From the donee (trust) perspective, the loan would be reduced without the trust paying consideration. In broad terms, if the trust used the loan amount to fund deductible expenditure there could be a recoupment in terms of section 19 (for years of assessment commencing on or after 1 January 2013). If the trust used the loan to fund the acquisition of an asset, there could be a base cost adjustment in terms of par 12A of the Eighth Schedule (for years of assessment commencing on or after 1 January 2013). Unlike paragraph 12(5) of the Eighth Schedule (which applied to years of assessment that started before 1 January 2013), the new debt reduction regime will not necessarily result in a loan write-off being taxed in the hands of the borrower. Depending on the facts of the case, there may be no tax benefit in structuring the transaction as proposed. If there is no benefit, it is unlikely that the proposal will have a risk of being viewed as a simulated transaction or avoidance arrangement. If however a recoupment or base cost reduction is avoided in this way, the risk of a simulated transaction or avoidance arrangement should be considered.

Simulated transaction

In the case of C:SARS v NWK Limited Lewis JA stated that "In my view the test to determine simulation cannot simply be whether there is an intention to give effect to a contract in accordance with its terms. Invariably where parties structure a transaction to achieve an objective other than the  one  ostensibly  achieved  they  will  intend  to  give  effect  to  the transaction on the terms agreed. The test should thus go further, and require an  examination  of  the  commercial  sense  of  the  transaction:  of its  real substance and purpose. If the purpose of the transaction is only to achieve an object that allows the evasion of tax, or of a peremptory law, then it will be regarded as simulated.  And the mere fact that parties do perform in terms of the  contract  does  not  show  that  it  is  not  simulated:  the charade  of performance is generally meant to give credence to their simulation." (emphasis added)

This judgement would suggest that the exchanging of cash may not be sufficient for the transaction not to be viewed as a sham if there is a tax benefit. It may be difficult to give a rationale for a donation to the trust if the trust merely uses the money to repay the loan to the beneficiary. Should the transaction have a tax benefit (on the borrower's side when a loan is reduced), there may be a risk of it being viewed as a simulated transaction in which case the substance will be considered for tax.

Avoidance arrangement

Unless a rationale or purpose other than obtaining the tax benefit exists for the beneficiary donating money to the trust to be used to settle the loan (which could be viewed as a circular financing transaction), the transaction may also be a risk of being adjusted by SARS in terms of sections 80A-80K as an impermissible avoidance arrangement if the write-off would have had tax implications for the borrower (trust).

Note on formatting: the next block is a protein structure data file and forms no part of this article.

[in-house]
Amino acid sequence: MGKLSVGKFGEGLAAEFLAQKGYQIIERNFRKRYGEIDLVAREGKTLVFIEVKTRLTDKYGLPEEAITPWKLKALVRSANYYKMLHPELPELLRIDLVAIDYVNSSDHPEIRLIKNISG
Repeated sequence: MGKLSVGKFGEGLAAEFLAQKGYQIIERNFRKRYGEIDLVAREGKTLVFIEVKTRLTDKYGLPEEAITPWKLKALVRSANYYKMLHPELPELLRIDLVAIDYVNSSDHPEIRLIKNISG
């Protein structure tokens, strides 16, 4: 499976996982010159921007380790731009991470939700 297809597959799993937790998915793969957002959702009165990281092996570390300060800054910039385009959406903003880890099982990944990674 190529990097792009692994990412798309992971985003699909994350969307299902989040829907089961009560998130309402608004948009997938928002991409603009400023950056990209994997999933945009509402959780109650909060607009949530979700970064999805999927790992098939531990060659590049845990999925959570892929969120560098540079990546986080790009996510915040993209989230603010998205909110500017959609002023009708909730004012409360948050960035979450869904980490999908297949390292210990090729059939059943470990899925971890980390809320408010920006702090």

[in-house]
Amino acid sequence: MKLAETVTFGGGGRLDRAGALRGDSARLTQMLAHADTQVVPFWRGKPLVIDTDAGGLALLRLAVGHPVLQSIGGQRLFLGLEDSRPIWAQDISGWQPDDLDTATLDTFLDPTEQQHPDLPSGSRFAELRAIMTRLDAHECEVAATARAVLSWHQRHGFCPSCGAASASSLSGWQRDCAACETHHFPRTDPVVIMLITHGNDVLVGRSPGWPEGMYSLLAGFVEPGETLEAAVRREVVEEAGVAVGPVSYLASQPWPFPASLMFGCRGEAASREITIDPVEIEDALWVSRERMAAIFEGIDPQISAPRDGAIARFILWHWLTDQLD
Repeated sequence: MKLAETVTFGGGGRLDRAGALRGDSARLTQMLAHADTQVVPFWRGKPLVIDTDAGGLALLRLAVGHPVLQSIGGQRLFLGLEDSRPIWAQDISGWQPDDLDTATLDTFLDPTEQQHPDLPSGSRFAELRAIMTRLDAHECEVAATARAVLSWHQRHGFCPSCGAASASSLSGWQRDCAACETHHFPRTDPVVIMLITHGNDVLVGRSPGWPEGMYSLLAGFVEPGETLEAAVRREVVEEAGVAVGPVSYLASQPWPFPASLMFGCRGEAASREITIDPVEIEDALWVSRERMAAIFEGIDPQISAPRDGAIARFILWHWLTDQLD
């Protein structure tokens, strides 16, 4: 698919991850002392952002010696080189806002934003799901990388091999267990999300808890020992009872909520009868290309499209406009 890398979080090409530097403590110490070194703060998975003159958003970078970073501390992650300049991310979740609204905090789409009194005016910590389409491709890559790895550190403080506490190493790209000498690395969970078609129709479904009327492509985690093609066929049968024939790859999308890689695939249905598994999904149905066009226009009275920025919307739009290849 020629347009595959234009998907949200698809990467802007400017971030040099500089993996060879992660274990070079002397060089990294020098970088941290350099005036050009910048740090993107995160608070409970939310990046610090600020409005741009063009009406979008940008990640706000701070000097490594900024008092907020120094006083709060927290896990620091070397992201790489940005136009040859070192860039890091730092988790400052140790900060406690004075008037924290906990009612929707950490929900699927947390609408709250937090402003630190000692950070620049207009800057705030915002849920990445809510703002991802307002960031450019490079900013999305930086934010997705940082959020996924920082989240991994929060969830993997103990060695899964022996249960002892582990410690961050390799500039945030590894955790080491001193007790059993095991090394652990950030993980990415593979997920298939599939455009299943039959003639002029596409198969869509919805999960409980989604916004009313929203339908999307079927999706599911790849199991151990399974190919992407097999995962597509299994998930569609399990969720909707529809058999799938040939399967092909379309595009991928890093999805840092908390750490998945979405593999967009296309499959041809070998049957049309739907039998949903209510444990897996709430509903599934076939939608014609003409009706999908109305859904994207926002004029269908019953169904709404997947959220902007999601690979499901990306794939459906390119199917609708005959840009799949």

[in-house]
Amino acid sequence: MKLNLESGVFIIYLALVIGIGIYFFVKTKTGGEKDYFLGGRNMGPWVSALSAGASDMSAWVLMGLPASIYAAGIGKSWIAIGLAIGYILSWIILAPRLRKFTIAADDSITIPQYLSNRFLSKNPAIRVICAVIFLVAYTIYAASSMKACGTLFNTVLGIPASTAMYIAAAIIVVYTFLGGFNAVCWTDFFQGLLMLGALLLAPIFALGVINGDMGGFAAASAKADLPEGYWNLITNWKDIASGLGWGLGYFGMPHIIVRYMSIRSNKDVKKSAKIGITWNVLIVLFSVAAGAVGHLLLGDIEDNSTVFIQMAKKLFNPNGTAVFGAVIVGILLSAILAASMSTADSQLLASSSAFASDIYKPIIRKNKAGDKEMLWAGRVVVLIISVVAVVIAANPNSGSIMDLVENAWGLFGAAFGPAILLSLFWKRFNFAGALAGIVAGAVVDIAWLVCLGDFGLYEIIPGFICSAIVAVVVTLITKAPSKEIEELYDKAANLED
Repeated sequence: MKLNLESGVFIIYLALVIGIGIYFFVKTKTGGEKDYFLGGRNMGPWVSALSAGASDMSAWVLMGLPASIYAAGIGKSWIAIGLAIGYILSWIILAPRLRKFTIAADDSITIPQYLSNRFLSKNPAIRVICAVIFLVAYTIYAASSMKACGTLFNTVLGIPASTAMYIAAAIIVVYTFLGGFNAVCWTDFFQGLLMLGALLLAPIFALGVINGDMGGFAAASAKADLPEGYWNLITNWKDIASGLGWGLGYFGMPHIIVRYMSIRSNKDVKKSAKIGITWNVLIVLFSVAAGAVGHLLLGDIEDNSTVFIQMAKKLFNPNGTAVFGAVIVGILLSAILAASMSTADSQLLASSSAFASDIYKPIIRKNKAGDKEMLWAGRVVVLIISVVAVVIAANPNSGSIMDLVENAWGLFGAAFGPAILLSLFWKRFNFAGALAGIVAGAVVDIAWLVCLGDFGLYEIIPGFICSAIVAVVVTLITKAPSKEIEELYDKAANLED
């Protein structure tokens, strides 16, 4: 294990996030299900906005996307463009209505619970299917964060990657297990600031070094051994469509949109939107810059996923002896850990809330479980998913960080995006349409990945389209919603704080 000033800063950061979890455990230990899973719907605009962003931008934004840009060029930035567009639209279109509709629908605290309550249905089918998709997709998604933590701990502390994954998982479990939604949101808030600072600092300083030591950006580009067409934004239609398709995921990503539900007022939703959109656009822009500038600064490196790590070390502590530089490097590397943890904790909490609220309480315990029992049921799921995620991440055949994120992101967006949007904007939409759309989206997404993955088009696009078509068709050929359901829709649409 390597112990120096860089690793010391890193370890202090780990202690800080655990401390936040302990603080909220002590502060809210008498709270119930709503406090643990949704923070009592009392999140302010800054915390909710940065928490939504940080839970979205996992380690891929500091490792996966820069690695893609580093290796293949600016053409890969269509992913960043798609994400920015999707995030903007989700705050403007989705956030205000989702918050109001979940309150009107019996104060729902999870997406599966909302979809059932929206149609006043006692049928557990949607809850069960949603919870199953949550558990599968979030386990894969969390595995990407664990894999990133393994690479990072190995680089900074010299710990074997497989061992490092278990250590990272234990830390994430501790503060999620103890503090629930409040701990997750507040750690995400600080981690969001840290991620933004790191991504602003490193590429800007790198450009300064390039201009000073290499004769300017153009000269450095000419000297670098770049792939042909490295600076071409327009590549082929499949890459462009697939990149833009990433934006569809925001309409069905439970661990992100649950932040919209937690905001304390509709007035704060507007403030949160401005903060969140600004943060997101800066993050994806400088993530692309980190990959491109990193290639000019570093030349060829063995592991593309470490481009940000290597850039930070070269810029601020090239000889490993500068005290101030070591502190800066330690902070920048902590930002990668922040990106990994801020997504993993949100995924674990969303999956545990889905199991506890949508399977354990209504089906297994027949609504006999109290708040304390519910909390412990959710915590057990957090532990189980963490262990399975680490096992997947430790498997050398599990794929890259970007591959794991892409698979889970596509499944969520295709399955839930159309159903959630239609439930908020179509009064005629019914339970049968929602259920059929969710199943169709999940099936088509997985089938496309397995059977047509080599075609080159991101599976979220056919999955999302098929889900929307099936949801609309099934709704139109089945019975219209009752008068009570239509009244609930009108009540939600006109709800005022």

Michael G. White says...
Posted 19 August 2013
Management fees continued: It should also be noted that section 23(f) of the Act prohibits the deduction of expenses incurred in respect of amounts that do not constitute income i.e. exempt income. Hence expenses incurred for purposes of deriving dividend income may not be allowed as a deduction because such income is exempt income- section 10(1)(k) of the Act. I would therefore agree with final sentence of SAIT's conclusion.
Michael G. White says...
Posted 19 August 2013
Management fees: The preamble to Section 11(a) of the Income Tax Act (the Act)aka the general deduction formula reads as follows:” For the purpose of determining the taxable income derived by any person from carrying on any trade, there shall be allowed as deductions from the income of such person so derived”. An important point to note is that only expenses relating to the carrying on of a trade(my underlining) are deductible for tax purposes. Income such as dividends and interest do not fall within the ambit of “trade income” – refer ITC 1275 as provided by the SAIT Technical to FAQ’s. Also see paragraph 7.2 of Silke on South African Income Tax- Electronic version. Hence management expenses incurred by the taxpayer will not be deductible under section (11) (a) or any other section for that matter.
Wayne L. Buys says...
Posted 14 August 2013
I don't really understand the answer given for question 2 above. The question was quite clear: the client invested funds into both shares and a banking account, and dividends and interest were earned. The management fee was deducted from the dividends and interest earned. Its quite clear that the question wasn't referring to capital gains. Clearly interest and dividends are income. Expenditure incurred in the production of income is allowed as a deduction. Why therefore over complicate the answer by referring to gains of capital nature when that wasn't the question?